Resident doing leaky pipes survey

Eldersburg woman sends the request in newsletter to homes

March 20, 2001|By Mary Gail Hare | Mary Gail Hare,SUN STAFF

Concerned that the county is underestimating the number of South Carroll homes experiencing problems with leaking water pipes, an Eldersburg resident has launched a survey of her own.

Pam Seiter reported on the leaks in the March issue of the Freedom Banner, a quarterly newsletter published by Freedom Area Citizens Council. At the end of the article, Seiter asked that anyone affected by leaking pipes contact the council at a post office box in Eldersburg. The publication was mailed to 12,000 homes in Eldersburg and Sykesville last week.

"We have a right to know how and why this is happening," Seiter said. "This problem is much bigger than the county thinks, and [county officials] really have no true picture of the numbers. We have to take the initiative and get as many people involved as possible."

The county has been tracking reports of leaks in South Carroll since early 1999 but has not determined the cause. It knows of about 350 homes troubled by pinhole leaks in exterior copper pipes - those leading from the county main into the home.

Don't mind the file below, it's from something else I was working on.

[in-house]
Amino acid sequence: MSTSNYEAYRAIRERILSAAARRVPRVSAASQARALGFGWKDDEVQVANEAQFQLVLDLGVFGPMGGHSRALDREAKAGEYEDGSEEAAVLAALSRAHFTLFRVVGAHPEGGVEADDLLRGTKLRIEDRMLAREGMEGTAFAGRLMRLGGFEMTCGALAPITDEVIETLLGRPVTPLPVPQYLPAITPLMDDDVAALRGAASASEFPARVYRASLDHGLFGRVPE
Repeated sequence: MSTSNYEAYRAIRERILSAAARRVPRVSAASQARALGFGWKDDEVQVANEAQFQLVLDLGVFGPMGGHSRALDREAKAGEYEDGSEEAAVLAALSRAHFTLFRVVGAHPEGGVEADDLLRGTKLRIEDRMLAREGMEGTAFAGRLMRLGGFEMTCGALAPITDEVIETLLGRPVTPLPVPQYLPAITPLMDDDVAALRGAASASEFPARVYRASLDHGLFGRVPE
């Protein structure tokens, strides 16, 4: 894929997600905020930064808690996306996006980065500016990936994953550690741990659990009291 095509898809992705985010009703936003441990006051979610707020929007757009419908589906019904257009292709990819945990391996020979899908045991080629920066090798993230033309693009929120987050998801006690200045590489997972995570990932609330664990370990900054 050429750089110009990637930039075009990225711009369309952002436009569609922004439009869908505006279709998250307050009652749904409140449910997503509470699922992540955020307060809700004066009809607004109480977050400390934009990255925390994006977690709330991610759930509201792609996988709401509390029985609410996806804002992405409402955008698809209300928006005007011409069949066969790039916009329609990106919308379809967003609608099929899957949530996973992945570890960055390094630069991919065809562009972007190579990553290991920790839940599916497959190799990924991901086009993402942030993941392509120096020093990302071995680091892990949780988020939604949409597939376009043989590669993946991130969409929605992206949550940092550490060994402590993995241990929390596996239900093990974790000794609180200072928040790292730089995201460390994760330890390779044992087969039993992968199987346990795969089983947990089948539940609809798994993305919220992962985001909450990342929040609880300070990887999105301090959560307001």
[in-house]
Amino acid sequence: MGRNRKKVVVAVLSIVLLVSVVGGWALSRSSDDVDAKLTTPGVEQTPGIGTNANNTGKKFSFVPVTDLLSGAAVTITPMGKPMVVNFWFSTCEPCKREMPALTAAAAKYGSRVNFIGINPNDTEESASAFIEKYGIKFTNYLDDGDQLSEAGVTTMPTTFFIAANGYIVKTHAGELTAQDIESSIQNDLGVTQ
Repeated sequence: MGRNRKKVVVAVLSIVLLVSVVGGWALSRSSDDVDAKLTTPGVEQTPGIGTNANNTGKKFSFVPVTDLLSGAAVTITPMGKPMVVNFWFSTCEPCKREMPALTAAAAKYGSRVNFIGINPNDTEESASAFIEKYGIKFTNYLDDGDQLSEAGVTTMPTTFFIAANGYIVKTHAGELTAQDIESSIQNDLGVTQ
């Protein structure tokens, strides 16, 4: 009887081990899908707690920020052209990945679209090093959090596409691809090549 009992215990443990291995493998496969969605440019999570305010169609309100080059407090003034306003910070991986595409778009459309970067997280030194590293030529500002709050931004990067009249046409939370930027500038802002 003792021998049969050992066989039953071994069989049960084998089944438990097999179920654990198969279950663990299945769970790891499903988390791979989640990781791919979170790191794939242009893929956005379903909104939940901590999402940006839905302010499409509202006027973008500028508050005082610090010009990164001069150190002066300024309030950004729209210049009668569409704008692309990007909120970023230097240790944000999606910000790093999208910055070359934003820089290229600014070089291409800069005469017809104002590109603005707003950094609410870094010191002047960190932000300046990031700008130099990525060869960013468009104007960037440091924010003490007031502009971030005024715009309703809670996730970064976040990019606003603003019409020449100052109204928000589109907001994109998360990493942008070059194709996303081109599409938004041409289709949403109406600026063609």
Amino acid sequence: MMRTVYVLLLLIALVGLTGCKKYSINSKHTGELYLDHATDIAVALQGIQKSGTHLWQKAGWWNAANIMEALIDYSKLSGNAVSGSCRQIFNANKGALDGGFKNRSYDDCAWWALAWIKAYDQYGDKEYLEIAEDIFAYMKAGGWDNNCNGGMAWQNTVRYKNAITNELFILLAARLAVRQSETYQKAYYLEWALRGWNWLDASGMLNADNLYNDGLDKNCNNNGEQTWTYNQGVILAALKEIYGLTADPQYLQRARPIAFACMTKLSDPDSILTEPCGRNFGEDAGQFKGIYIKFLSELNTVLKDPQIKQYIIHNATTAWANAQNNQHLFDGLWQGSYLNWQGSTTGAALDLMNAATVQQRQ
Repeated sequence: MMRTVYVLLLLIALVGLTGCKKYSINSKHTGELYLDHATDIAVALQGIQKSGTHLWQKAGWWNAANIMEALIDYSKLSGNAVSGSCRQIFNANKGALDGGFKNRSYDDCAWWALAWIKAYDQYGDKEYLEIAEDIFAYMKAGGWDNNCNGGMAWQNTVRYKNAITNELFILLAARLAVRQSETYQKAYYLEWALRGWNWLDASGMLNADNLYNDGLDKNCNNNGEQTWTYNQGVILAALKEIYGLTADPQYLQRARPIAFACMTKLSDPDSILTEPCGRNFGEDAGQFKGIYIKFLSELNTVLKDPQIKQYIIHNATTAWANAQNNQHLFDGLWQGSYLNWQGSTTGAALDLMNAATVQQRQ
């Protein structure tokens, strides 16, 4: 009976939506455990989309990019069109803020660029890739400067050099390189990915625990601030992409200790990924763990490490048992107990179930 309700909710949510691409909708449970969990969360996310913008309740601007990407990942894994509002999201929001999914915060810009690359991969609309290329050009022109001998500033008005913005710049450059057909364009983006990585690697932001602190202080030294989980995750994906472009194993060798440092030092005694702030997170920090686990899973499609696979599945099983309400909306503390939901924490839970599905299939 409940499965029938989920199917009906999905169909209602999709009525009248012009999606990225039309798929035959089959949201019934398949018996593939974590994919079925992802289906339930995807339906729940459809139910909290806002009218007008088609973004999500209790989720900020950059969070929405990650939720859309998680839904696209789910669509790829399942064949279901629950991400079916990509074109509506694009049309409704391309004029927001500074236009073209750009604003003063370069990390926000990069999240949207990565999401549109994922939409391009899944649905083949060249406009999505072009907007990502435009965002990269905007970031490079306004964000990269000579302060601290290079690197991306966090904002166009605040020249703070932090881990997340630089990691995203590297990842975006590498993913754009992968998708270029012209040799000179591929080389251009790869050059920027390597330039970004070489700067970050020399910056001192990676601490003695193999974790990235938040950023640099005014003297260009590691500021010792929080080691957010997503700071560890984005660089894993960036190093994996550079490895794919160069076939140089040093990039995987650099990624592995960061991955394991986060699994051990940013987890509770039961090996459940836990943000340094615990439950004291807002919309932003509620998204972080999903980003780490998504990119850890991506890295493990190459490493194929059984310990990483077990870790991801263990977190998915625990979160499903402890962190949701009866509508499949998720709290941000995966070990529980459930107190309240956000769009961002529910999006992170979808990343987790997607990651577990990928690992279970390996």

Problems have been identified in nine subdivisions.

Seiter said she is certain the numbers are much higher because the county has not tracked problems with pipes inside homes. She knows firsthand the havoc the leaks are causing. Her basement ceiling was bowed by the weight of water and had to be torn out to release the water.

She faces a costly removal of fixtures in her second-story bathroom so corroded pipes can be replaced and the water-damaged den on the first floor can be repaired. Nearly 20 other homes in Strawbridge Estates, where Seiter is president of the homeowners association, have had similar problems.

Seiter plans to gather information from the survey for the next several weeks. She is hoping the responses will lead to a more accurate count and be the impetus that gets the commissioners to schedule a public hearing in Eldersburg. "The more people you have, the stronger your voice," she said.

Many residents blame the county's water treatment process for the corrosion.

If their theory proves true, residents have said they are entitled to reimbursement for damages that homeowners insurance does not cover.

"People have to know what is going on here, and the county has to be held accountable for its water," Seiter said. "We think the way the water has been treated has accelerated the corrosion of pipes. Most plumbers have told us good copper pipes should last 50 years. We are having problems after 20 years."

Information: FACC, P.O. Box 142, Eldersburg 21784.

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